Required Real Estate Disclosures When Selling Property
- Do I Have to Search for Problems?
- Should I Hire Someone to Inspect the Property?
- Do I Need to Repair Problems I've Identified?
- Are There Any Federal Laws I Need to Comply With?
- How to Make Real Estate Disclosures
- Get Legal Help With Real Estate Disclosures
What kind of real estate disclosures do you need to make to a buyer when trying to sell real estate? In general, you have an obligation to disclose potential problems and material defects that could affect the value of the property you're trying to sell. In addition, it is considered illegal in most states to deliberately conceal major defects on your property. Several states have disclosure laws requiring property owners to put their real estate disclosures in writing.
In most states, property owners only have to make real estate disclosures for problems they're aware of. That means that you generally don't need to hire a home inspector to inspect your property.
Some states, however, have stricter requirements and will identify specific problems that you are responsible to search for (e.g., termite damage, known lead). A few states, like California, have extremely detailed disclosure requirements, so search for the laws in your state and always consider consulting with a lawyer or real estate expert. Always check the real estate laws in your state.
Even though most states don't require it, it can be helpful to hire someone to inspect your property before a sale. If there are problems down the road, you can often rely on the inspector's report in claiming that you didn't know of a problem when you made your real estate disclosures. Inspections can be a double-edged sword, however, since once the inspector brings a problem to your attention, there's a good chance you'll have to make full disclosure of the condition of the property if it could affect its value. Still, there's a strong value in certainty, and getting an inspection can save you from a potential nightmare in the future.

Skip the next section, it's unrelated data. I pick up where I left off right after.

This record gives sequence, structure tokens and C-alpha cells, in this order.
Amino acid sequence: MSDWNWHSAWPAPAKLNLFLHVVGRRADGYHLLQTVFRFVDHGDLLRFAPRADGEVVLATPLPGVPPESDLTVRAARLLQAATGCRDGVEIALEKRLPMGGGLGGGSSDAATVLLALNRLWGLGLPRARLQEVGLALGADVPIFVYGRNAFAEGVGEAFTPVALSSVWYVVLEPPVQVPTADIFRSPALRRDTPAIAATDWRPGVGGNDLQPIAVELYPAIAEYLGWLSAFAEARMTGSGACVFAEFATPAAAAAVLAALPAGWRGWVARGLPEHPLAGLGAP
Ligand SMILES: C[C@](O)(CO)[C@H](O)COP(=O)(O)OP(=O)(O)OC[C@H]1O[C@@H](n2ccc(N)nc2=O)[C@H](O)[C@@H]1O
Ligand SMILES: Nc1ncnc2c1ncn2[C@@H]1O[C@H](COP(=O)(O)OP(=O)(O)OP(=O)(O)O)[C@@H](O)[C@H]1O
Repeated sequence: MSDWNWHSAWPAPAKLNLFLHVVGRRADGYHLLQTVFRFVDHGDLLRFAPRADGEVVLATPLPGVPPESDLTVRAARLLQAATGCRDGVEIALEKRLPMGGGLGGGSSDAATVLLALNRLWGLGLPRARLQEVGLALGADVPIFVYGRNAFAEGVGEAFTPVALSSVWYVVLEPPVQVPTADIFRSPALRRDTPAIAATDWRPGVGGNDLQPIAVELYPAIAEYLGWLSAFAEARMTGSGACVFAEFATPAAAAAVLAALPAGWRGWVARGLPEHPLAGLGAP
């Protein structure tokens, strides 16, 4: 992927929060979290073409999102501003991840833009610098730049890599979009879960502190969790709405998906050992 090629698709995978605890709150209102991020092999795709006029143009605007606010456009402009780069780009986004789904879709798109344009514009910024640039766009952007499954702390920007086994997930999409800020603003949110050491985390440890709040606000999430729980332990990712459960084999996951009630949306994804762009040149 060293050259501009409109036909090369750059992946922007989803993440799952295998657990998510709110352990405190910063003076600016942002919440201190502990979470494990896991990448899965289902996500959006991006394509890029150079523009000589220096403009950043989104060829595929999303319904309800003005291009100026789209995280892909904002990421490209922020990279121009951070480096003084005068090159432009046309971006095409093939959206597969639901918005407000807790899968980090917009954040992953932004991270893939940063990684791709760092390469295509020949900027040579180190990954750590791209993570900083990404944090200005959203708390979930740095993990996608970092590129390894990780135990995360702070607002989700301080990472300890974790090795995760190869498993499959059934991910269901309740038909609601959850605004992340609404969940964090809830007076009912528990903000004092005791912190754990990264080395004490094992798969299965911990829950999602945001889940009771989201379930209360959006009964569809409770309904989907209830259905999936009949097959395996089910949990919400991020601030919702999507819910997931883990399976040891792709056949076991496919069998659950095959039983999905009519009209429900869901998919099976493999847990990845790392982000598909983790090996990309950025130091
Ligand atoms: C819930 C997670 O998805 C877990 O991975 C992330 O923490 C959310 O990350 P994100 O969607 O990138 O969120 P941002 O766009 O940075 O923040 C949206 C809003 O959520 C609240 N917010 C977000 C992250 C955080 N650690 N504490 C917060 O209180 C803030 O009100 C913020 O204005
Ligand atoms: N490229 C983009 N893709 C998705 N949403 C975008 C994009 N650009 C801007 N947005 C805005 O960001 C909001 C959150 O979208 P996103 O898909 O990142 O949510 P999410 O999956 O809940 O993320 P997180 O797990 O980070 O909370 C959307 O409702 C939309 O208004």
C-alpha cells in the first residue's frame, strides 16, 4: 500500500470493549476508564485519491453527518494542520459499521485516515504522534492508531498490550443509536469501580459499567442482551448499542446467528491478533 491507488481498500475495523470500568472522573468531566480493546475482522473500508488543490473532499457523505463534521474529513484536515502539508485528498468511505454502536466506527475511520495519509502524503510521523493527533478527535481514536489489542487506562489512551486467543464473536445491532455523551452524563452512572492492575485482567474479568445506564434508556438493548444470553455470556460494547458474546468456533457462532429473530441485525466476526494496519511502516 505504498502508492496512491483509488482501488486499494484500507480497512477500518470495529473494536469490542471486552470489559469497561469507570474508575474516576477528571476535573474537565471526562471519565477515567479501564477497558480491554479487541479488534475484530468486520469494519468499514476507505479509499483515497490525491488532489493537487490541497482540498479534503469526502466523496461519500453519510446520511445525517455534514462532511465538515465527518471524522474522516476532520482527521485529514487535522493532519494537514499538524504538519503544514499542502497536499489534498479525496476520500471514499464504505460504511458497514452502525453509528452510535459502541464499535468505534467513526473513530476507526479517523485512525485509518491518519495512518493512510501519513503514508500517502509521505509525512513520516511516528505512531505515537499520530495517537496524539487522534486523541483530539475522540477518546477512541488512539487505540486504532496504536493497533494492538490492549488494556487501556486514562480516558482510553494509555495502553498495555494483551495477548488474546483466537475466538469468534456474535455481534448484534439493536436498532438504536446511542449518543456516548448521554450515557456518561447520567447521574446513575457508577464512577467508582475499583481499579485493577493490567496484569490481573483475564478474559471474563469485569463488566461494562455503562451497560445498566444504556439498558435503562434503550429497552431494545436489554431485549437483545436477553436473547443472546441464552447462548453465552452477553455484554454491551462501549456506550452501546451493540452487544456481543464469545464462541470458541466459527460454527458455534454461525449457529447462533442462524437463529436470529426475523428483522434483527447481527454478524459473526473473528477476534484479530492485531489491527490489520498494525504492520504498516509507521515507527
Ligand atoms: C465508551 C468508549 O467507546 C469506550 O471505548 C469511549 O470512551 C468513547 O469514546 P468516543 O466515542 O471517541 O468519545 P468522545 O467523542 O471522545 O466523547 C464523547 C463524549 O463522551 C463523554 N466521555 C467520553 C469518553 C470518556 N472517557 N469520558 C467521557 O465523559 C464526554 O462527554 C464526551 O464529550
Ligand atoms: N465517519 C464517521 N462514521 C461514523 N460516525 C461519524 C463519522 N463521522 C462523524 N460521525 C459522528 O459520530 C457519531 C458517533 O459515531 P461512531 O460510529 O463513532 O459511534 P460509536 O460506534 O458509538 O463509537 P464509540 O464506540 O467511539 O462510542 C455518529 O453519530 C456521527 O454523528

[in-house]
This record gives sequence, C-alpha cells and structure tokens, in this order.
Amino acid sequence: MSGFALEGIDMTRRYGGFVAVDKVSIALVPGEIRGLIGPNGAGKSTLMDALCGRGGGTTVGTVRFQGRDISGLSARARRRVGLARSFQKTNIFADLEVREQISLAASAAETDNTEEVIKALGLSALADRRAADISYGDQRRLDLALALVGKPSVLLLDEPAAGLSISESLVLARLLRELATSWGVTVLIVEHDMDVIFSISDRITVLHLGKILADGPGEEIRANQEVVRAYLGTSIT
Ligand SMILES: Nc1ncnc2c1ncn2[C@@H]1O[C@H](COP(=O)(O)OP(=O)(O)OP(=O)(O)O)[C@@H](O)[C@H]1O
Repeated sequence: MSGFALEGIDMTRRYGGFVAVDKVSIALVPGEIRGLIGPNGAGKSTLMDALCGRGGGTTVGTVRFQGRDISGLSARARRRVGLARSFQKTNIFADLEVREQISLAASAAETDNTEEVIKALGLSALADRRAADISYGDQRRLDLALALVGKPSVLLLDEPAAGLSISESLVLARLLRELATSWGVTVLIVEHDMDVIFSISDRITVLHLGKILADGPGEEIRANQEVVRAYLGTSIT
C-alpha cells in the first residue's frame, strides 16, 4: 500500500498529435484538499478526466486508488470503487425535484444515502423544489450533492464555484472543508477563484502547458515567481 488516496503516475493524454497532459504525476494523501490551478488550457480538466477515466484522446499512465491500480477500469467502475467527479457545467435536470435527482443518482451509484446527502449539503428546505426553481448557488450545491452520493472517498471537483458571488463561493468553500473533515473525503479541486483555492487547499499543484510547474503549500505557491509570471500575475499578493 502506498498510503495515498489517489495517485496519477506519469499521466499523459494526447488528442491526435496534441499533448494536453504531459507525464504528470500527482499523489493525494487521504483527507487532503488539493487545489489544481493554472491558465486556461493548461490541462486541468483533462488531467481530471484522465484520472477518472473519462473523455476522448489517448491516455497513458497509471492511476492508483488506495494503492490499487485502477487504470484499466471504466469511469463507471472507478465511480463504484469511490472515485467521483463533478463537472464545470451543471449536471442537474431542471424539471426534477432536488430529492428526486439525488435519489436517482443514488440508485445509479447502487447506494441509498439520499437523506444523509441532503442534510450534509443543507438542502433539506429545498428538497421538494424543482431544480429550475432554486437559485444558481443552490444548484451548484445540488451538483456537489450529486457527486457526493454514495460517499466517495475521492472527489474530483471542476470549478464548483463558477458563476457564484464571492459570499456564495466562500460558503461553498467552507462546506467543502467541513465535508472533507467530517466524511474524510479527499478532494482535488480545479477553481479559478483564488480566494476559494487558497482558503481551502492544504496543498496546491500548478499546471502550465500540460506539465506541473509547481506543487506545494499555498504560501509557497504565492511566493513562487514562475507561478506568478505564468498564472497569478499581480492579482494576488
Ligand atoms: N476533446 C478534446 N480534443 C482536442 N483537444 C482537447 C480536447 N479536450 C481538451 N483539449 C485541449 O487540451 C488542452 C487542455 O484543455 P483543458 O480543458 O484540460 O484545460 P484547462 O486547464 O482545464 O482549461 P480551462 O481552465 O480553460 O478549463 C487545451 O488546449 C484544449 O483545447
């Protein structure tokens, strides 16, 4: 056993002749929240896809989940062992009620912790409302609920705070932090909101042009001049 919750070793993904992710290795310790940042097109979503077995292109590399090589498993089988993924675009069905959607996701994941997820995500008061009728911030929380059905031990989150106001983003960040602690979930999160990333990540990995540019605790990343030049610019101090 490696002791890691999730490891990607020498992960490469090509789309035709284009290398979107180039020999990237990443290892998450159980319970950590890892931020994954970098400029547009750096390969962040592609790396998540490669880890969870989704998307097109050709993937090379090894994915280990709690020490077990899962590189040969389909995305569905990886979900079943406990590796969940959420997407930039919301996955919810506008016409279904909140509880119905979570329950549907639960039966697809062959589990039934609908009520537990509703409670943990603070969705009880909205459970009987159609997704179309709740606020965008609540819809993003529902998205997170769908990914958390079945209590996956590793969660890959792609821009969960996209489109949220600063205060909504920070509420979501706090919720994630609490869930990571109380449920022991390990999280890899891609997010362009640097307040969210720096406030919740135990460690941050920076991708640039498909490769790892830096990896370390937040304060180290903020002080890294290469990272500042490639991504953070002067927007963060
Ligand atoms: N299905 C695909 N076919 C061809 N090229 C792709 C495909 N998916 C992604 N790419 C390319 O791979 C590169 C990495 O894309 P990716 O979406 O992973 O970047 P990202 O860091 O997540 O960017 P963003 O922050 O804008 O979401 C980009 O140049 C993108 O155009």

No, you only need to disclose them. You can let someone else deal with the hassle and potential costs of repair. The issues in your disclosures could affect the valuation that a realtor or appraiser places on your property, however, so it may be worth it to make fixes where appropriate.
If the house you are selling was built before 1978, the Lead-Based Paint Hazard Reduction Act of 1992 requires you to:
- Give buyers a disclosure statement regarding any lead-based paint or related hazards in the house
- Give buyers 10 days to test the house for lead
- Provide buyers with the Environmental Protection Agency (EPA) pamphlet entitled Protect Your Family from Lead in Your Home
- Include legal warnings in the sale contract
- Obtain signed statements from all parties involved verifying compliance with all legal requirements
- Keep the signed acknowledgments for three years as proof that you followed the law
Most states require you to give real estate disclosures in written form, often on special forms that both the buyer and seller must sign and date. Even if your state doesn't require you to, it is still the best practice to make your disclosures in writing and get a signed written statement from the buyers that they received them.
Finally, because of the significant amount of money involved and potential complications, it may be worthwhile to consult with a real estate broker or attorney. In addition, local laws often control the kind of real estate disclosures you need to make, so check your local as well as state laws.
If you're selling a home, you need to make sure you are upfront about certain facts and conditions, such as the presence of termites or water damage to the property. If you have concerns about such disclosures or need additional clarity, you may want to speak with a legal professional. Find a real estate attorney near you to learn more.
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